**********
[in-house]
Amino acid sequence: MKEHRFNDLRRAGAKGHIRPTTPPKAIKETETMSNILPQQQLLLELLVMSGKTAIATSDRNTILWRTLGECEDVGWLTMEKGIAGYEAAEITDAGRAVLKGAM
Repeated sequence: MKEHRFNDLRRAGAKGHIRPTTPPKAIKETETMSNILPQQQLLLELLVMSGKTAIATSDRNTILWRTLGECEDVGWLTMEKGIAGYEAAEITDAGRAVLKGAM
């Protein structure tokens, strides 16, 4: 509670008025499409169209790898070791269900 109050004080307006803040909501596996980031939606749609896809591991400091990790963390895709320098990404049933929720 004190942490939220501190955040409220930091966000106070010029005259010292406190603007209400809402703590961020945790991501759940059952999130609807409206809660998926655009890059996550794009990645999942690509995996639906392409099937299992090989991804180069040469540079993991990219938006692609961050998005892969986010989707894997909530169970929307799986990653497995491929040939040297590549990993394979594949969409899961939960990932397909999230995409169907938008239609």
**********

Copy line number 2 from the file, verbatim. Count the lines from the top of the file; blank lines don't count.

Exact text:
Amino acid sequence: MKEHRFNDLRRAGAKGHIRPTTPPKAIKETETMSNILPQQQLLLELLVMSGKTAIATSDRNTILWRTLGECEDVGWLTMEKGIAGYEAAEITDAGRAVLKGAM